Medicines can ‘swallow up’ a substantial chunk of the family budget … but the Autumn 2008 edition of MedicinesTalk explains simple ways to reduce spending on medicines without compromising your health.
MedicinesTalk is a free quarterly newsletter written by consumers for consumers and published by the National Prescribing Service Limited (NPS). NPS is an independent, non-profit organisation for Quality Use of Medicines funded by the Australian Government Department of Health and Ageing.
Suggestions for saving money on medicines include having your medicines reviewed to determine if you still need all of your medications and considering less expensive generic versions of your prescription medicines.
The Manager of the Community Quality Use of Medicines Program at NPS, Hannah Baird, said this edition of MedicinesTalk would also help consumers to understand the terms ‘safety net’ and ‘authority prescription’.
“The Safety Net allows people who have spent more than a certain amount on medicines in a calendar year to get their medicines more cheaply or even free of charge for the rest of that year,” Ms Baird explained.
“In some cases an authority prescription may allow a doctor to prescribe more medicine than is usually allowed, potentially meaning fewer prescriptions and fewer visits to your doctor. Both are well worth considering for people trying to make their medicine dollar stretch further.”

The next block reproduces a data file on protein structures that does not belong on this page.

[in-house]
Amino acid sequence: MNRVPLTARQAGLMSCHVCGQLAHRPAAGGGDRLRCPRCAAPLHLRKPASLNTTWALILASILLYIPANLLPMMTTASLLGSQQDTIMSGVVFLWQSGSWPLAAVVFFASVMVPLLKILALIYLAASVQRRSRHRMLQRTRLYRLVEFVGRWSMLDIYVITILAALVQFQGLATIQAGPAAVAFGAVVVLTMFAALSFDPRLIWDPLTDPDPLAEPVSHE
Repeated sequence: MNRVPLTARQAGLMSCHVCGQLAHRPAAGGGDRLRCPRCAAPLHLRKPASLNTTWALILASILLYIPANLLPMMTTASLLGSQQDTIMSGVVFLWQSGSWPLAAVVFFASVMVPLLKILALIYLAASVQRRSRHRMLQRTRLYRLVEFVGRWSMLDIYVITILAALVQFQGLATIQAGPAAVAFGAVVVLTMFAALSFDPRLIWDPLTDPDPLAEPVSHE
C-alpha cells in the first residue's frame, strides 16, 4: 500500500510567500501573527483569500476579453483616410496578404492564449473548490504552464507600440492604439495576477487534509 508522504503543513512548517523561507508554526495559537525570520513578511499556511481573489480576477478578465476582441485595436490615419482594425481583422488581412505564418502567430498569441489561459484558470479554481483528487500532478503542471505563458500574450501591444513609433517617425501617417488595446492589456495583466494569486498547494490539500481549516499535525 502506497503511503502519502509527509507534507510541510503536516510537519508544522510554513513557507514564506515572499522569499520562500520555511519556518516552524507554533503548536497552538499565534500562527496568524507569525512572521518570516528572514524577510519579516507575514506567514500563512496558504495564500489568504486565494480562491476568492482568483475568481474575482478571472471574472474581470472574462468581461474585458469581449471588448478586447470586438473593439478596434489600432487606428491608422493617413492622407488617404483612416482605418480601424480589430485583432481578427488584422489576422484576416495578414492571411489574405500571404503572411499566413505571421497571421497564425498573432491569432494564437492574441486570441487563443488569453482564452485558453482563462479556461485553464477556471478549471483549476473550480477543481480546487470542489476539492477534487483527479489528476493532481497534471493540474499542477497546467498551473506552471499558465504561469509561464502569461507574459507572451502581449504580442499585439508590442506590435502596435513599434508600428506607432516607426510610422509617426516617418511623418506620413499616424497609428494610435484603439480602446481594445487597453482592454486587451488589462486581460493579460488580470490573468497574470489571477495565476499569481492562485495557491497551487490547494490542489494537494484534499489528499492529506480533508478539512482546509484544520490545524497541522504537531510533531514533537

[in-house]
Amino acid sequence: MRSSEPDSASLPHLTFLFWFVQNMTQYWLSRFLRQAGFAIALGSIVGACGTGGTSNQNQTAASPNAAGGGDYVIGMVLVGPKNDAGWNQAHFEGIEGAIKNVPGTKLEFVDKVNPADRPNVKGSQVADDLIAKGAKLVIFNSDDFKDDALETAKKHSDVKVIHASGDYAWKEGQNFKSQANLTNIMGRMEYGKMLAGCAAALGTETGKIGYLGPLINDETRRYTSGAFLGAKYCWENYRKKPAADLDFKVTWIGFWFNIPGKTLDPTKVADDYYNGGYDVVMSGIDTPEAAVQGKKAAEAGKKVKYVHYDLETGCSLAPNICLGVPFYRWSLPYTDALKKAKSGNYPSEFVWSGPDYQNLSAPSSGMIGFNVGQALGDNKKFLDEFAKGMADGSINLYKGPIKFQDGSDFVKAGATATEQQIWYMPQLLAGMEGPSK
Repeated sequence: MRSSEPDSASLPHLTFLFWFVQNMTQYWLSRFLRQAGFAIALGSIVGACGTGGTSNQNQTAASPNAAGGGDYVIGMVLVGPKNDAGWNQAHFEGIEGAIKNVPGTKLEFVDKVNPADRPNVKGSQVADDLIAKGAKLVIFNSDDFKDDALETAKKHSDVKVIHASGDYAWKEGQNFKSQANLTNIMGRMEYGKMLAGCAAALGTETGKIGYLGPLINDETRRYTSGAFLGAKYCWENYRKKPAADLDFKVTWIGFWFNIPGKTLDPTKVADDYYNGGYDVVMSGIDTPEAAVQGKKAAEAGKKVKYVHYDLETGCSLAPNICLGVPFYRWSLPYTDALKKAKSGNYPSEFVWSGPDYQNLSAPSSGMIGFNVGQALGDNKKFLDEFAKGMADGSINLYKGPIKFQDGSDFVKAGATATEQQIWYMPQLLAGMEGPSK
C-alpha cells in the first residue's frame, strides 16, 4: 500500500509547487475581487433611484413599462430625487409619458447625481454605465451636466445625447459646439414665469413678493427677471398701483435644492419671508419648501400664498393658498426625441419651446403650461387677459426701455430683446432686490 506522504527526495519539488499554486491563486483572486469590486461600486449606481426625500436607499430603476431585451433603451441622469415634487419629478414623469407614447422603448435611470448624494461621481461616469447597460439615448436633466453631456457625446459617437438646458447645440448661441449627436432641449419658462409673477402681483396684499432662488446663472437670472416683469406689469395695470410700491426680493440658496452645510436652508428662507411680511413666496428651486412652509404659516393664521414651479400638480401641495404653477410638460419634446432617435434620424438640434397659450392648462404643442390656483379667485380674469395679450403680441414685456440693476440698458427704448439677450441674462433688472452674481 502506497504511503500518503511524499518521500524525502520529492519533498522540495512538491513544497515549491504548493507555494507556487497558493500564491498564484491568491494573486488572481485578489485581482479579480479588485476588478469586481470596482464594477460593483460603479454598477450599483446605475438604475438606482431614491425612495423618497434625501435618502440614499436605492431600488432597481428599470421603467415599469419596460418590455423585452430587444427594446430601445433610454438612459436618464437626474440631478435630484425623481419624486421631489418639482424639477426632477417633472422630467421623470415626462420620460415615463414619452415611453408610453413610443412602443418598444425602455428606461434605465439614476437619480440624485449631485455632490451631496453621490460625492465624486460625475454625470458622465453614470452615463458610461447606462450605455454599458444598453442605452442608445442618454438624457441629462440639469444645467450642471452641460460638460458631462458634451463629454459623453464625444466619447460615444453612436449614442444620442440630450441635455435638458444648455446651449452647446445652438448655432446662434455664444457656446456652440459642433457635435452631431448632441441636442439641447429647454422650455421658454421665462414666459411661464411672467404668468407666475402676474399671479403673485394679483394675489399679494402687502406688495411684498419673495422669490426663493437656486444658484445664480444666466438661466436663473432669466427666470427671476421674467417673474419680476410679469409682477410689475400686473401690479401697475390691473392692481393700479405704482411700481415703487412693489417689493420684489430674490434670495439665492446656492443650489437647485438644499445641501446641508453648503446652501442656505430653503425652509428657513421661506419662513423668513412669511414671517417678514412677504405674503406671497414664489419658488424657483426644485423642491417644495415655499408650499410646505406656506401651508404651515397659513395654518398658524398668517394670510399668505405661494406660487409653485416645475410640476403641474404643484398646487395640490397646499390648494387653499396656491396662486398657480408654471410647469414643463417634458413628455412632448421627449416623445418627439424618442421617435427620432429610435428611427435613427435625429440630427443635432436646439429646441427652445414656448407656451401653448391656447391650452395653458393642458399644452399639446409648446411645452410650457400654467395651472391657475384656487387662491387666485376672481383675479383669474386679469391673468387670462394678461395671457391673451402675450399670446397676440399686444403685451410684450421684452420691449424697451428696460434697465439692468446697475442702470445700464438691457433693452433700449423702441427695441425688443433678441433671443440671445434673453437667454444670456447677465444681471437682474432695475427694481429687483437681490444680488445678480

This issue also discusses the potential for over-the-counter (non-prescription) medicines to interact with prescription medicines – sometimes with dangerous consequences.
“The more medicines you take, the greater the risk of interactions. The article includes some examples of interactions and how to minimise the risk.”
Another article weighs up the benefits and risks of using new medicines and advises consumers about where to obtain more information.
Also featured is a quick quiz for consumers to test their knowledge of the quality use of medicines issues covered in this edition of MedicinesTalk.
People with queries or concerns about their medicines should speak to their GP or pharmacist. They can also call the NPS Medicines Line on 1300 888 763 (Mon-Fri 9am-6pm EST) and speak to a pharmacist for the cost of a local call.
To download this and past editions of MedicinesTalk and to find out about other NPS consumer resources go to www.nps.org.au/consumers or call (02) 8217 8700 to subscribe to MedicinesTalk and receive future editions in hard copy.